The thing about theory is that it should never be applied uncritically. Theory is carefully composed, but always has room for change and exceptions. The survivability onion is no different. Quite a few examples I cited cross over layers, or could fit neatly elsewhere. Despite this being quite comprehensive, it’s not a total account of ship defence in Armada. It doesn’t account for the interactions between squadrons and ships, and makes some pretty severe assumptions about how battles play out. This is not a book of principles to be applied verbatim, but a guideline and thought process that can be used to improve your approach to defence. It’s a starting point and a fallback point, but the player’s critical mind bridges the two ends and makes the fleet sing.
Still, I think there’s a lot to be said for its usefulness. If the most important contribution of this article is that it changes the way you view defence in Armada or any other setting, then I have succeeded. Defence should be viewed as the co-operation of interrelated factors that contribute to a common goal. Those individual aspects can exist in completely different parts of the game, but they all work toward the same goal.
This theory of defence also allows players to evaluate the strengths and weaknesses of a given build. That could be a ship, a formation, or an entire fleet. The next time a reader theorycrafts a ship loadout, they can evaluate their ship’s defences against the layers of the onion. They may find that the ship leans heavily on certain layers, or that it simply doesn’t have enough protection. And lastly, we underestimate the value of visualisation. I’m dead proud of being able to combine a real world theory of defence with Armada and produce a digestible visualisation of the concepts. The diagram of my onion is very dense, but the underlying principles are straightforward, and there’s plenty of room for a player to add their own knowledge and experience.
Using onions in your recipes
This theory of defence is new, even to me. I concocted it on the basis of a Powerpoint slide that’s been repeatedly mocked. But I think I know enough of it by now to make some suggestions of how you can use it in your next wargaming jaunt.
Evaluating your fleet-building against theory
The next time you’re fitting out a fleet, consider which layers of defence the ships are using and how that ties into your strategic goals. This is similar to a SWOT analysis, wherein you critically assess your situation against environmental characteristics and reach a conclusion. Theory is imperfect, but it’s better than not having one. During your evaluation, you may find that your ships/fleet lean hard into one aspect of defence and not into others. You’ll also become a better theorycrafter and ‘reader’ of ship stats at a glance by identifying which layers a ship arrives with, and how to use them. This can be re-integrated into your fleet-building process for iteration and improvement.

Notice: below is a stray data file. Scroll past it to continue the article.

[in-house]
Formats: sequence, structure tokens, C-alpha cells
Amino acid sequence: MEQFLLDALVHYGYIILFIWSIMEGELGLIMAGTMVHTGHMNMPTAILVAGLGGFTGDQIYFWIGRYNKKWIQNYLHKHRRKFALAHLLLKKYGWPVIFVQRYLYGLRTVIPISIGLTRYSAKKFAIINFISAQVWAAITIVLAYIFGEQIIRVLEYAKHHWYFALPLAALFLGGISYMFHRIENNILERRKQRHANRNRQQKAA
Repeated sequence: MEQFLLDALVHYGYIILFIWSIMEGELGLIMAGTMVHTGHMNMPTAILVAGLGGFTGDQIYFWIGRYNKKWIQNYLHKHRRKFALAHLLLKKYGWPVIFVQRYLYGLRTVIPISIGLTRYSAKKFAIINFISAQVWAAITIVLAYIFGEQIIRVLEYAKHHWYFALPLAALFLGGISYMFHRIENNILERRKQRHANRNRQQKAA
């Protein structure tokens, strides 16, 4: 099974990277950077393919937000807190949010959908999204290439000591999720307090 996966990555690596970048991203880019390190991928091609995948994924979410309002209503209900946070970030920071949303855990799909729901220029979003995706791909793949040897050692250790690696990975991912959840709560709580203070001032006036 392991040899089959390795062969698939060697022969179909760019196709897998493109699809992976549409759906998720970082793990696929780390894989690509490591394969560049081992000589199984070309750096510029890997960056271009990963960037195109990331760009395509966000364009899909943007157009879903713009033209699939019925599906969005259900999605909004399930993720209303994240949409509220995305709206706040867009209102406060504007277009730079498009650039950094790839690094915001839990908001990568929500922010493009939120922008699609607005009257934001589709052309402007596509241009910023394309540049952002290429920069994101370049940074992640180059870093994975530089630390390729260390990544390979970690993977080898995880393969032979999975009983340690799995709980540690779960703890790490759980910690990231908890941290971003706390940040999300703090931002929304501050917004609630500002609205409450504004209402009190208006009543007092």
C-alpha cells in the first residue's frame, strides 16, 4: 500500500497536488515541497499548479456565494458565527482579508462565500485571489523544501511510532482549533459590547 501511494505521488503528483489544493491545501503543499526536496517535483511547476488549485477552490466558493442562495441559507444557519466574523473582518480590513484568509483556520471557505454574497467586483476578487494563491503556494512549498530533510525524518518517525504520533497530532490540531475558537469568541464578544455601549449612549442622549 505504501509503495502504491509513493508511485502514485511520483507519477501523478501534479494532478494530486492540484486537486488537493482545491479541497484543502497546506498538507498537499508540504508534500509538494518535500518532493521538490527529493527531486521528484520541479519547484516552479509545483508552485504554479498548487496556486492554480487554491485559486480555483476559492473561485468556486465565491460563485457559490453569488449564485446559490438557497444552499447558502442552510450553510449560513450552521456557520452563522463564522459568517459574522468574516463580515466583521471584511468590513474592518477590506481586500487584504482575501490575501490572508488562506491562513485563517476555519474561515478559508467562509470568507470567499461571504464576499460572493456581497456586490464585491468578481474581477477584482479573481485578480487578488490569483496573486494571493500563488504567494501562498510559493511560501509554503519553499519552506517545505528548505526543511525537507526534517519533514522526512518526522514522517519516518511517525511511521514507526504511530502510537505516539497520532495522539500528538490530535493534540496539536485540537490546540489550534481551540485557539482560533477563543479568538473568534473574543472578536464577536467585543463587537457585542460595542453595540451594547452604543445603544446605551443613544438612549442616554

Using theory as a reflective tool
Post-mortem analysis of games is important. Especially if you lost. Once the grumpiness of defeat wears off, it’s time to become a better player by reflecting on the processes that led up to it. Theory is a supportive framework for reflection (gods, don’t I know that…). Reflecting alongside theory is easier because you can check your knowledge against a set of guidelines. If your Imperial-class Star Destroyer handled long-ranged fire well, but was nailed to a wall by a torpedo frigate, what does that mean for your strategy and gameplay? If your opponent drew you into a battle of attrition in dense terrain using squadron tactics, how could you have dealt with it better? These kinds of questions have to be answered by you, but a colourful diagram of a bisected onion can assist you.
Inversion into a theory of attack
This article is about defence and how Tabletop Spaceships are Serious Business™. In fact, I use the word ‘defence’ over 60 times in an incredibly dense article. But the hilarious/agonising thing to me is that halfway through, I noticed that you could invert everything and develop an Integrated Attack Onion. The Onion Strikes Back, if you will. Whether I write that monstrosity is still up in the air, but there’s nothing stopping you from inverting it in your mind and starting to think about attack in the same way. You just have to adjust the wording. ‘See. Acquire. Hit. Penetrate. Kill.’ And that is the basis for a theory of offence. You can quickly see how Linked Turbolaser Towers, Advanced Gunnery, and Admiral Ackbar fit into a successful attack. You can then repeat the evaluative and reflective steps with a focus on killing.
You can make it your own.
Conclusion – “Not to worry, we’re still flying half a ship.”
What a titanic article. I could have split this into three and taken a triple-paycheque, but I didn’t. This article is a labour of love. A denser and more meaningful contribution to gameplay strategy in my favourite wargame than anything I’ve ever written. It’s a single piece that needs to stand on its own. This is what Goonhammer is about.
Coming from an academic background (intersectional feminism and social constructionism, for those wondering), I’m accustomed to the burden of theory. My personal rule is that anyone who cannot explain a theoretical premise in a few thousand words plus one key diagram needs to study it harder. I’m extraordinarily proud of the fact that I was able to meet my own standard and produce something novel in the process.
I’m going to spend a long time playing Warhammer 40,000: Darktide now. I need a break from this thing before I edit it. But hot damn, do I feel good.
Yours in silencing the cabin pressure alarm,